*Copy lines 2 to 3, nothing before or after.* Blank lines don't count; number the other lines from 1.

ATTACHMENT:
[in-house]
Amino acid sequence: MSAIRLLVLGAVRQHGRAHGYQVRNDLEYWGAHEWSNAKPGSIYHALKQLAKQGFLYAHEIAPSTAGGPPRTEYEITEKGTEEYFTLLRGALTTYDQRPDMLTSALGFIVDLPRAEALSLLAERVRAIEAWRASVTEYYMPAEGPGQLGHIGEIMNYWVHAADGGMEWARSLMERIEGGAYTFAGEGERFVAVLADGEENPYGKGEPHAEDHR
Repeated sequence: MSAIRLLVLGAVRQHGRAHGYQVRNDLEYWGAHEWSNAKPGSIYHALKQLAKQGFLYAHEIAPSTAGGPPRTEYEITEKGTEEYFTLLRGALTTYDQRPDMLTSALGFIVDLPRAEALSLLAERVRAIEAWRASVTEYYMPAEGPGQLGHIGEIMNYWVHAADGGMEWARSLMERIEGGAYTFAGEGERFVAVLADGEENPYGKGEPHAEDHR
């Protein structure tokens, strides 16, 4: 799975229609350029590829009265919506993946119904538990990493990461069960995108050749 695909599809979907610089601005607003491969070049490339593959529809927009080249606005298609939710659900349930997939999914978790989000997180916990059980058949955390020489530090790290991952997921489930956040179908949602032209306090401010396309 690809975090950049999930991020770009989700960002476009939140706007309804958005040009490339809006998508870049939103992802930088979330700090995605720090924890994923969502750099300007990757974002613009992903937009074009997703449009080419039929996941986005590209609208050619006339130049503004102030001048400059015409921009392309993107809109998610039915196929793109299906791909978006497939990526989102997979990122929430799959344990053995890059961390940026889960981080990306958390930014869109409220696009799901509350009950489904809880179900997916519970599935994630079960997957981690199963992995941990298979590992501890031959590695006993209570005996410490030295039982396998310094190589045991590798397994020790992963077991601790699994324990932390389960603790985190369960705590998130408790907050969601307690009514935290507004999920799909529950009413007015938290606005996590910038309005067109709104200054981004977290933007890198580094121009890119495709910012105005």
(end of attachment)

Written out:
Amino acid sequence: MSAIRLLVLGAVRQHGRAHGYQVRNDLEYWGAHEWSNAKPGSIYHALKQLAKQGFLYAHEIAPSTAGGPPRTEYEITEKGTEEYFTLLRGALTTYDQRPDMLTSALGFIVDLPRAEALSLLAERVRAIEAWRASVTEYYMPAEGPGQLGHIGEIMNYWVHAADGGMEWARSLMERIEGGAYTFAGEGERFVAVLADGEENPYGKGEPHAEDHR
Repeated sequence: MSAIRLLVLGAVRQHGRAHGYQVRNDLEYWGAHEWSNAKPGSIYHALKQLAKQGFLYAHEIAPSTAGGPPRTEYEITEKGTEEYFTLLRGALTTYDQRPDMLTSALGFIVDLPRAEALSLLAERVRAIEAWRASVTEYYMPAEGPGQLGHIGEIMNYWVHAADGGMEWARSLMERIEGGAYTFAGEGERFVAVLADGEENPYGKGEPHAEDHR